Tag Archives: Publishing

Publisher : Cavete

Sometimes I look at what’s going on in publishing as if someone was whispering the Springsteen lyric in management’s ear:

Those romantic young boys, they’re callin’ through the window
Hey, Spanish Johnny, you want to make a little easy money tonight?

The easy money comes from native advertising, particularly the kind that’s plug and play. Just as in the song, however, there isn’t any easy money that comes without strings attached and some research from Penn State found out just what those strings entail.

The research team found that when content was identified as native advertising, readers held a lower opinion of the media outlet it was published in. However, the reputation of the company being promoted was not affected…“We all have the idea that the news media should be objective and neutral…that’s how it works,” Wu said. “But people may see the media and companies working together to deceive us…so they change their perception toward the media more dramatically. On the other hand, people see that the company is just doing what it’s supposed to, promoting itself.”

The speaker in the quote above is the PhD student who conducted the study. While I certainly understand the importance of revenue generation in an increasingly competitive and difficult marketplace, I also understand the value of a publisher’s reputation. That reputation, like all of ours, takes a long time to establish but can be shattered rather quickly. The loss of trust is fatal for any brand and particularly so for an information service.

Maybe it’s called “native content” or maybe it’s actually identified as “sponsored content” or a “promoted post.”  Either way, it’s generally not immediately identifiable as being from a source different from the main news or information the publisher puts out.  I think most of us dislike being enticed to read something under false pretenses, and part of the decision to invest time in reading involves the quality of the content which is predicated on the source.  When we’re deceived, we’re unhappy, and when we’re unhappy, we don’t return.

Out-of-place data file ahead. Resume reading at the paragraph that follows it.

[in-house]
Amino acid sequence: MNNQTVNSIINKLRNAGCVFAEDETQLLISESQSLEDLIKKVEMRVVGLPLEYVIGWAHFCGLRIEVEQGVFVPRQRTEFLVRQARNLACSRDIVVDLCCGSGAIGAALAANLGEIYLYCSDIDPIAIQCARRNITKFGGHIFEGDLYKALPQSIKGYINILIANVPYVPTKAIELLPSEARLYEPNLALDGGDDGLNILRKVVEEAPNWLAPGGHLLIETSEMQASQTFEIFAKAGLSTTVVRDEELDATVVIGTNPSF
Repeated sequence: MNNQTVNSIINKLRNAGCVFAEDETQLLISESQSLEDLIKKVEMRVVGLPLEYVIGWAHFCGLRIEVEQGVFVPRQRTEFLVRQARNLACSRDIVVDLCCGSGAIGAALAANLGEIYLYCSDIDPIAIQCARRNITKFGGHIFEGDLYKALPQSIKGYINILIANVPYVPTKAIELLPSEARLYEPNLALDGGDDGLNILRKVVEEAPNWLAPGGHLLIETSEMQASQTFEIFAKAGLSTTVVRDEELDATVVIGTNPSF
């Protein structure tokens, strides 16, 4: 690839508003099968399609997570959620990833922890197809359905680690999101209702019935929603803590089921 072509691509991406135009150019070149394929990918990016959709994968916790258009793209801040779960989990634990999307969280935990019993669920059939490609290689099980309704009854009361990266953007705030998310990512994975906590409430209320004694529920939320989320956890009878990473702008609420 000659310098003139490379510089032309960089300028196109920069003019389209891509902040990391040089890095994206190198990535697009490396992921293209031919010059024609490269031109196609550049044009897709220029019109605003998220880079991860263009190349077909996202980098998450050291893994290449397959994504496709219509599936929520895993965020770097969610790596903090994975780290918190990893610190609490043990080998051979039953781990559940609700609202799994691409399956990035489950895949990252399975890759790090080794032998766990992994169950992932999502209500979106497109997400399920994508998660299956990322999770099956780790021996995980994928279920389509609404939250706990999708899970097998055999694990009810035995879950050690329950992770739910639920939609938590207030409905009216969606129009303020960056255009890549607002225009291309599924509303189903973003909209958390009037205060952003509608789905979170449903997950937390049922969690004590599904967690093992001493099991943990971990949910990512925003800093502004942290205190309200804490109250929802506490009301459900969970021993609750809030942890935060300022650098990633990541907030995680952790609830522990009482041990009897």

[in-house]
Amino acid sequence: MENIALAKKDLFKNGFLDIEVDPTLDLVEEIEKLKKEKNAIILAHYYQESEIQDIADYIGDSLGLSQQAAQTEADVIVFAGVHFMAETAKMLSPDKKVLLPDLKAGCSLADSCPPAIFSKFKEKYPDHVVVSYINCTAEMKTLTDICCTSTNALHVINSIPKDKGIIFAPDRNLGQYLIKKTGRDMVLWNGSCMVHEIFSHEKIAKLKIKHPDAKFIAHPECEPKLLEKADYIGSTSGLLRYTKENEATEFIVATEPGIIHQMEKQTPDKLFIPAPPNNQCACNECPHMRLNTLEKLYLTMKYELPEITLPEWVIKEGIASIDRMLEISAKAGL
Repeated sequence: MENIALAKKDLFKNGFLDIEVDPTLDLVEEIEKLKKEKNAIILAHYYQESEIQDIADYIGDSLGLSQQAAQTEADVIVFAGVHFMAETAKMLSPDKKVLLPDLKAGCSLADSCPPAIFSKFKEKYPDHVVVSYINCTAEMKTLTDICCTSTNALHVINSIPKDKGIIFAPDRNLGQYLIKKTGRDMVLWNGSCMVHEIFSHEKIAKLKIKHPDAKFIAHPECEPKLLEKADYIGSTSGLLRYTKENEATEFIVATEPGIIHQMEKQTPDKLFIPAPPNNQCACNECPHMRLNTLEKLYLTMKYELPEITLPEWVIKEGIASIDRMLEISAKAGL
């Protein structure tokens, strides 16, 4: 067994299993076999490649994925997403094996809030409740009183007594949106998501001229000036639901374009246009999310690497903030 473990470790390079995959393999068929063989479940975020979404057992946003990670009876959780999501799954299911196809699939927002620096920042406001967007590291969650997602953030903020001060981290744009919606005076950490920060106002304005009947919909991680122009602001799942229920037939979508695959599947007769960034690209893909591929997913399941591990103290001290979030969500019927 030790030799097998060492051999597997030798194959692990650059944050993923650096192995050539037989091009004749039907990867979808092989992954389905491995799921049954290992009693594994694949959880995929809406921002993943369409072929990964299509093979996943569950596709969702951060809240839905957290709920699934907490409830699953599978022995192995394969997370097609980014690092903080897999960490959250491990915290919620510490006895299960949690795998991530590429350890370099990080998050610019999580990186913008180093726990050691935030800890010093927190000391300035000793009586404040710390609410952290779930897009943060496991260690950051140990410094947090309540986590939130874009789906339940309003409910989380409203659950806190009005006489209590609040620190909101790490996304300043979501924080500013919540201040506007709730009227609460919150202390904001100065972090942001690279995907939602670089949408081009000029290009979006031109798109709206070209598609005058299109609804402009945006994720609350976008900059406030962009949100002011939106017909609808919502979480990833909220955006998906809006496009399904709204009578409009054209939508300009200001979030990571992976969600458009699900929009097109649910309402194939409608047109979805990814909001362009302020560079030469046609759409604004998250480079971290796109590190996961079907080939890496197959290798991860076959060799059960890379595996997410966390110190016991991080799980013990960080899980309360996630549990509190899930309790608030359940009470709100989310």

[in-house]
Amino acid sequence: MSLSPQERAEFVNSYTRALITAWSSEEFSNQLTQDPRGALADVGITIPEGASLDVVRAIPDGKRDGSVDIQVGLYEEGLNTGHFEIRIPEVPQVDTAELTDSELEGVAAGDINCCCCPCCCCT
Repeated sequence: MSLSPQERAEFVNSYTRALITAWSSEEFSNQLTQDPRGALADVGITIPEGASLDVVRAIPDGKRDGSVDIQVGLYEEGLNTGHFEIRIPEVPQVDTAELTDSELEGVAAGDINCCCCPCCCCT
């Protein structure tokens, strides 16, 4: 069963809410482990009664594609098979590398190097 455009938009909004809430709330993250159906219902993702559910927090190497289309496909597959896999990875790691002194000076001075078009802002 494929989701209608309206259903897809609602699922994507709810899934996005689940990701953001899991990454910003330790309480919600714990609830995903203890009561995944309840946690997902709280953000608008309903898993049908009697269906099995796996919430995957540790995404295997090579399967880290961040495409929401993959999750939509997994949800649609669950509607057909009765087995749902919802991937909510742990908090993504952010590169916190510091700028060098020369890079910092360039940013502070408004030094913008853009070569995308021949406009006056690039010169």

Publishers need to beware.  There is no easy money to be made unless you’re in it for the short term and are reputation-agnostic.  Are you?

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Faust And Facebook

You might be aware that Facebook has started yet another new program with a few publishers.  Called “Instant Articles”, the program lets a select number of news organizations publish stories directly to Facebook and the publishers keep the ad revenue. There are nine launch partners, including BuzzFeed, The New York Times and NBC News.  If you use the Facebook app on an iPhone you might already have seen it.

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(Photo credit: Wikipedia)

A number of news reports have used the term “faustian” to describe the program and I agree.  You’ll recall the legend of Faust and his deal with the devil – he got something he wanted in return for the devil owning his soul (and eternal damnation!).  While it’s a bit of a stretch to equate Facebook with the devil, it’s an apt metaphor.  All publishers – especially those whose business models are dependent upon lots of content views – want greater visibility.  Facebook is the largest platform and in this case the publisher can monetize those views.  Makes sense, right?